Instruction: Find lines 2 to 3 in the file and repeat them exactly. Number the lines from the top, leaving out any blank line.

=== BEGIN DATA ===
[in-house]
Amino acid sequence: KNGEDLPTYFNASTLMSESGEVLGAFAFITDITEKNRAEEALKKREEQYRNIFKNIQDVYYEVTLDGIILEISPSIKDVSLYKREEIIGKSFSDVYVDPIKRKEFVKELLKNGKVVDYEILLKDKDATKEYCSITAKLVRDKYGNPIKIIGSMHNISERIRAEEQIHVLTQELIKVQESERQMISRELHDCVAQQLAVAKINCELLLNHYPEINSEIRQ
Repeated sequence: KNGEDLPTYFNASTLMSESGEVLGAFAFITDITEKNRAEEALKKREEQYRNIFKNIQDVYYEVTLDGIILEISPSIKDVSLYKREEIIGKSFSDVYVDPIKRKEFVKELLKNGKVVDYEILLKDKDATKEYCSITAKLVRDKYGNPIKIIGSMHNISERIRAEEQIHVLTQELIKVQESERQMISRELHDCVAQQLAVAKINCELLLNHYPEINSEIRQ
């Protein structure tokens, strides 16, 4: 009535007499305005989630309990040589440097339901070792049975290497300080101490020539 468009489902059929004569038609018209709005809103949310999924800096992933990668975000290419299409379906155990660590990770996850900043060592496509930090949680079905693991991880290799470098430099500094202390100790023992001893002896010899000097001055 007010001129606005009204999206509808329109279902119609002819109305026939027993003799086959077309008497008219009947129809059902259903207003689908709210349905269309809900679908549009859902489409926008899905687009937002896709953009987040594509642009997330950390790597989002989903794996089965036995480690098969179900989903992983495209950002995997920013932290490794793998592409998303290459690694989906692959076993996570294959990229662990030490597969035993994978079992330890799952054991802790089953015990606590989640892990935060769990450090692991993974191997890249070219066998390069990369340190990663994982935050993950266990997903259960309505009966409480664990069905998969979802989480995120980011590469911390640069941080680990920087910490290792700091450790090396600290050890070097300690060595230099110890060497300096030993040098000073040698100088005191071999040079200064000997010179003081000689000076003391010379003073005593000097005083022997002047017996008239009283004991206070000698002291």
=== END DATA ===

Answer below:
Amino acid sequence: KNGEDLPTYFNASTLMSESGEVLGAFAFITDITEKNRAEEALKKREEQYRNIFKNIQDVYYEVTLDGIILEISPSIKDVSLYKREEIIGKSFSDVYVDPIKRKEFVKELLKNGKVVDYEILLKDKDATKEYCSITAKLVRDKYGNPIKIIGSMHNISERIRAEEQIHVLTQELIKVQESERQMISRELHDCVAQQLAVAKINCELLLNHYPEINSEIRQ
Repeated sequence: KNGEDLPTYFNASTLMSESGEVLGAFAFITDITEKNRAEEALKKREEQYRNIFKNIQDVYYEVTLDGIILEISPSIKDVSLYKREEIIGKSFSDVYVDPIKRKEFVKELLKNGKVVDYEILLKDKDATKEYCSITAKLVRDKYGNPIKIIGSMHNISERIRAEEQIHVLTQELIKVQESERQMISRELHDCVAQQLAVAKINCELLLNHYPEINSEIRQ